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Prostitution on the increase in Hagerstown

August 22, 1997

By BRENDAN KIRBY

Staff Writer

As Stephen L. Hummel was driving his 11-year-old son to Mass last Thursday, he pulled into an alley that runs behind St. Mary's School and noticed two prostitutes.

Hummel, who has been active in the school's home-school association for years, said he backed out and drove around to the other side of the building.

"I couldn't - literally - get down the alley, and it was 7:30 in the morning," he said.

It's a sight that is becoming more common at the 218 W. Washington St. school, said Hummel, who is planning to voice his concerns at next Tuesday's Hagerstown City Council meeting.

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Hummel said prostitution has plagued the area for a few years, but has grown more prevalent during the last few months.

"It hasn't gotten any better. It actually has gotten worse over the summer," he said. "Where I used to see one woman or maybe two, now they're blatant."

The complaints come as Hagerstown City Police officers are making more prostitution arrests. According to department statistics, 28 arrests were made through July of this year, up from 17 during all of 1996 and 11 in 1995.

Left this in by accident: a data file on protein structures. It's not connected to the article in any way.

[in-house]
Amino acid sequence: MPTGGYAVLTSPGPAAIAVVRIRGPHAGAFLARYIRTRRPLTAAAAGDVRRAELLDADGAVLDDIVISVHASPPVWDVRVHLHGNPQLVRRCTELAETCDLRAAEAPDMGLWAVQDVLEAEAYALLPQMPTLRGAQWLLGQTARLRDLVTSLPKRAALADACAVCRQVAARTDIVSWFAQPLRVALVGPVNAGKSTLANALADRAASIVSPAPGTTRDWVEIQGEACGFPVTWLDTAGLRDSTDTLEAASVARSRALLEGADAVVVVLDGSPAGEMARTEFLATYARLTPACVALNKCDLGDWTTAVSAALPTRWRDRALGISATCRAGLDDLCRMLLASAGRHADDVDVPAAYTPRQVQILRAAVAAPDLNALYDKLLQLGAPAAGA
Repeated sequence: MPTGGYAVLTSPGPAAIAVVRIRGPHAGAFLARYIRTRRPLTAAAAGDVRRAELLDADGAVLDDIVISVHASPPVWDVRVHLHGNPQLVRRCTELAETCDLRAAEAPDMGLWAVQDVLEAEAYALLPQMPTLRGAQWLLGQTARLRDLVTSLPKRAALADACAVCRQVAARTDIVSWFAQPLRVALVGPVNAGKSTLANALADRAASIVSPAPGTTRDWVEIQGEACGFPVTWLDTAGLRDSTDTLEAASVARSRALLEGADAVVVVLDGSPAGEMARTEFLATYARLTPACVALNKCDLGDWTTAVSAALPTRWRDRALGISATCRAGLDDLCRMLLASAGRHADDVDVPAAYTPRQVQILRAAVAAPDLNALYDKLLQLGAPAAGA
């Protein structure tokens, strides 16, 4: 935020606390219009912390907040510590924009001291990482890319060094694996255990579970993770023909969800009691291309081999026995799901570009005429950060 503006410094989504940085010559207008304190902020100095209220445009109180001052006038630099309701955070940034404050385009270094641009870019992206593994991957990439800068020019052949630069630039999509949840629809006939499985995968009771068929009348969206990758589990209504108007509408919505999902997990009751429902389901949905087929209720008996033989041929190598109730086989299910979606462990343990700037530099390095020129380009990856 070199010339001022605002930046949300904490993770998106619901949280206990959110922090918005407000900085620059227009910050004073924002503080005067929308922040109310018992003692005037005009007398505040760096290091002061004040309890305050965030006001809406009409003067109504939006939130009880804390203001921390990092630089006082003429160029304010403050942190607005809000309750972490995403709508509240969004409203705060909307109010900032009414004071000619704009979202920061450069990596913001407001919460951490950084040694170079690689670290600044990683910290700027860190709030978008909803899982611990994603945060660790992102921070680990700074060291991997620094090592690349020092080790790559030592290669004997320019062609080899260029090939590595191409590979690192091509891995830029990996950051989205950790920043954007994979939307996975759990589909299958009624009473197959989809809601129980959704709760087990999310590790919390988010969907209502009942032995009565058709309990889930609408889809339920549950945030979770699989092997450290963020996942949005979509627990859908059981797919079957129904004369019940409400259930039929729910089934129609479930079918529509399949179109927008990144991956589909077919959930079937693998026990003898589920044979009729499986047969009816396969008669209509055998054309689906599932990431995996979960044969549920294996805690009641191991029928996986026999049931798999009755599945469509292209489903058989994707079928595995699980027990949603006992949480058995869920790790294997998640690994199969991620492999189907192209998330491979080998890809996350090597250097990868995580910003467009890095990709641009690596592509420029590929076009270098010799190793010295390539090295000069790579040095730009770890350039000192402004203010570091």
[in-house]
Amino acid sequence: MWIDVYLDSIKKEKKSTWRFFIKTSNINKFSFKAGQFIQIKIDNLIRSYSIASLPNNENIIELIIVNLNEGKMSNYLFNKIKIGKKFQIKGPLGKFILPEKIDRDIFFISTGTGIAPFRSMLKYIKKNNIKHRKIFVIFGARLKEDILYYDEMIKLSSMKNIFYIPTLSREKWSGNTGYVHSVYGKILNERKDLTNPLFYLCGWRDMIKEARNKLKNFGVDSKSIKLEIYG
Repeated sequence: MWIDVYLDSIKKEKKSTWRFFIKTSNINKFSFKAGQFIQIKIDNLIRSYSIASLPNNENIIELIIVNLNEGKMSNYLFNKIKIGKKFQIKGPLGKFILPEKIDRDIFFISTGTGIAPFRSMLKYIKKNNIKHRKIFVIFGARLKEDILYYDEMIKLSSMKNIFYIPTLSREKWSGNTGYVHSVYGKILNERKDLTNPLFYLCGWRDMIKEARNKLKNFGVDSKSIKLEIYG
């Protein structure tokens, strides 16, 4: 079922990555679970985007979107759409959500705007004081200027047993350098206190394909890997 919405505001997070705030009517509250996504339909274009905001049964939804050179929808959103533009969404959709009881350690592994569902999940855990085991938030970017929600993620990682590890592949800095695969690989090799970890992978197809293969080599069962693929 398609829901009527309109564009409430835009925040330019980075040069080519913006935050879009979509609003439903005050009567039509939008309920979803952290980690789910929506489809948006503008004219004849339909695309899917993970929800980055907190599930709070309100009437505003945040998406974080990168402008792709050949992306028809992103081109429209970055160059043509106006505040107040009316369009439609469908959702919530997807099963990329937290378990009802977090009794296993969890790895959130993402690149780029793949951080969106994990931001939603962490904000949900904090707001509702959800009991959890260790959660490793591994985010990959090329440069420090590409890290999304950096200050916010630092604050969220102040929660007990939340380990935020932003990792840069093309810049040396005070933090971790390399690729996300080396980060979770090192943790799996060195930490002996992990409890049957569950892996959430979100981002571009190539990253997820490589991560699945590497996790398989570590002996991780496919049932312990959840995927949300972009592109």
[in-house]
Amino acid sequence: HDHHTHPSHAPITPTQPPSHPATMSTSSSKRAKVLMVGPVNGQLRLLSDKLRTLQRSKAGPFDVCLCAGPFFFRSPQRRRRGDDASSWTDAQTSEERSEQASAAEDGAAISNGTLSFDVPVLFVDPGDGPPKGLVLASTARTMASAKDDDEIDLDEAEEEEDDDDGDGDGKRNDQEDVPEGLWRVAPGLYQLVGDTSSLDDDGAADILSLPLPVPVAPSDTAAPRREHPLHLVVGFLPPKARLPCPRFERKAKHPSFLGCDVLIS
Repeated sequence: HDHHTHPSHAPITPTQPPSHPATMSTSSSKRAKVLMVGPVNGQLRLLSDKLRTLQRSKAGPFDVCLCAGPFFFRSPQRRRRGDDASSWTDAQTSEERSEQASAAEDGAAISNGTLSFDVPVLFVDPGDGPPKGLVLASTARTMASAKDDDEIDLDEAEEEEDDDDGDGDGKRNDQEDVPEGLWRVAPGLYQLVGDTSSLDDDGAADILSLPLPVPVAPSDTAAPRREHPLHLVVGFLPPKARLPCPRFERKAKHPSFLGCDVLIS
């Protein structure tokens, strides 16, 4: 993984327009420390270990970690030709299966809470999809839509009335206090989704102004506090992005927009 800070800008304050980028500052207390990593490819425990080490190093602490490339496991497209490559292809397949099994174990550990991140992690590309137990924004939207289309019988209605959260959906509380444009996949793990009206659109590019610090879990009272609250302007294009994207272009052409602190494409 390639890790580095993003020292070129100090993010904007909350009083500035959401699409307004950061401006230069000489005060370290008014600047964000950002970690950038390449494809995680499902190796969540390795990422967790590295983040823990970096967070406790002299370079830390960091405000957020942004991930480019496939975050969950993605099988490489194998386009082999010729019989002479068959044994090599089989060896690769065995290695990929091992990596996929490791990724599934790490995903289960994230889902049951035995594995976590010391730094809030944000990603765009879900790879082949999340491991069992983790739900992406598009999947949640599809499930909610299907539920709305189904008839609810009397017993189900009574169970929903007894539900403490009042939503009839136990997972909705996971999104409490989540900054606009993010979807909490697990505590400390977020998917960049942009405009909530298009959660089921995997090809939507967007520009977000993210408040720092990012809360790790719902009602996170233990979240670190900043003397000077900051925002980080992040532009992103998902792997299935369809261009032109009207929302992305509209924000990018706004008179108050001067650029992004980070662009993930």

Police Chief Dale J. Jones said the department has made a greater effort to target prostitution, but he cautioned that resources are limited.

"This is a 24-hour-a-day problem. Prostitution does not just occur at night. It happens at 8 in the morning," he said.

Jones said he heard complaints earlier this year about prostitution near St. Mary's, and again about a week ago. When officials crack down in one area, prostitution often crops up elsewhere, he said.

"It's tough to stomp it out completely," he said.

Hummel said he wants swift action because school starts in two weeks. Past efforts have worked, but only for a time, he said.

"The girls move on and then they're back 20 minutes later," Hummel said.

Enforcing prostitution laws is no easy task, Jones said.

It is difficult for patrol officers to make arrests, Jones said. But he said staging stings is time-consuming and siphons resources from other problems.

Although women standing on the street might seem suspicious, Jones said police cannot arrest them unless they can prove crimes are being committed.

"It gets back to this difficult issue involving loitering. Loitering in and of itself is not illegal, and it's unconstitutional to make it illegal," he said.

But Hummel said there must be action the city can take. He suggested the penalty for a prostitution conviction be more severe.

Hagerstown Mayor Robert E. Bruchey II said tougher penalties for prostitution are worth examining. No matter what the punishment, however, he said the issue still comes down to enforcement.

"You got to make it hard for them to be there," he said. "It is definitely a police issue - the same way with drugs."

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